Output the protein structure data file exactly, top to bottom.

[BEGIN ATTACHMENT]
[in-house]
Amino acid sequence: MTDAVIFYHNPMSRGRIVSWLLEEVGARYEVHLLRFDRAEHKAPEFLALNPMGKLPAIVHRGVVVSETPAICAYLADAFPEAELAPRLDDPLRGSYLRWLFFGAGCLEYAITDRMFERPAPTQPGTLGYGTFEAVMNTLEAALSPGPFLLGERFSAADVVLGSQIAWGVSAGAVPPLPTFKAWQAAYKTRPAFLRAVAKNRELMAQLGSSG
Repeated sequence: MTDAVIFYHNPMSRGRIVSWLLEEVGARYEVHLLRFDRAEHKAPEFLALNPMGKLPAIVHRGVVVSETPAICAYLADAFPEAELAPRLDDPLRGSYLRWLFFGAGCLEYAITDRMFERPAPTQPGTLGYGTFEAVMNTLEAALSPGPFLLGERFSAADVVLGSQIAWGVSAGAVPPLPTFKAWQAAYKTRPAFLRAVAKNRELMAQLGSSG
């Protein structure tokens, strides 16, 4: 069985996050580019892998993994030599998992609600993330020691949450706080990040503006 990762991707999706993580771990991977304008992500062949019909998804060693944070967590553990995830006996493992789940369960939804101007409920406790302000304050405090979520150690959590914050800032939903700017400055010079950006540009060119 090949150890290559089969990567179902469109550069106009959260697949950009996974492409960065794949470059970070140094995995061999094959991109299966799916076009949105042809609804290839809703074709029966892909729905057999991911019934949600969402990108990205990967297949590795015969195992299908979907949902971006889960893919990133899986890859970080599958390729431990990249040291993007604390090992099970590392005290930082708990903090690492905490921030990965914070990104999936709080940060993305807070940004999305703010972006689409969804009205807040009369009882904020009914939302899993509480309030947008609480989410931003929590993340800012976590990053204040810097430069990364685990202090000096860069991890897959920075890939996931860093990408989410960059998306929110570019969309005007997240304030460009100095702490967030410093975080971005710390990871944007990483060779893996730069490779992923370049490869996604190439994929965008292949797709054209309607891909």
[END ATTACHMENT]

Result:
[in-house]
Amino acid sequence: MTDAVIFYHNPMSRGRIVSWLLEEVGARYEVHLLRFDRAEHKAPEFLALNPMGKLPAIVHRGVVVSETPAICAYLADAFPEAELAPRLDDPLRGSYLRWLFFGAGCLEYAITDRMFERPAPTQPGTLGYGTFEAVMNTLEAALSPGPFLLGERFSAADVVLGSQIAWGVSAGAVPPLPTFKAWQAAYKTRPAFLRAVAKNRELMAQLGSSG
Repeated sequence: MTDAVIFYHNPMSRGRIVSWLLEEVGARYEVHLLRFDRAEHKAPEFLALNPMGKLPAIVHRGVVVSETPAICAYLADAFPEAELAPRLDDPLRGSYLRWLFFGAGCLEYAITDRMFERPAPTQPGTLGYGTFEAVMNTLEAALSPGPFLLGERFSAADVVLGSQIAWGVSAGAVPPLPTFKAWQAAYKTRPAFLRAVAKNRELMAQLGSSG
């Protein structure tokens, strides 16, 4: 069985996050580019892998993994030599998992609600993330020691949450706080990040503006 990762991707999706993580771990991977304008992500062949019909998804060693944070967590553990995830006996493992789940369960939804101007409920406790302000304050405090979520150690959590914050800032939903700017400055010079950006540009060119 090949150890290559089969990567179902469109550069106009959260697949950009996974492409960065794949470059970070140094995995061999094959991109299966799916076009949105042809609804290839809703074709029966892909729905057999991911019934949600969402990108990205990967297949590795015969195992299908979907949902971006889960893919990133899986890859970080599958390729431990990249040291993007604390090992099970590392005290930082708990903090690492905490921030990965914070990104999936709080940060993305807070940004999305703010972006689409969804009205807040009369009882904020009914939302899993509480309030947008609480989410931003929590993340800012976590990053204040810097430069990364685990202090000096860069991890897959920075890939996931860093990408989410960059998306929110570019969309005007997240304030460009100095702490967030410093975080971005710390990871944007990483060779893996730069490779992923370049490869996604190439994929965008292949797709054209309607891909």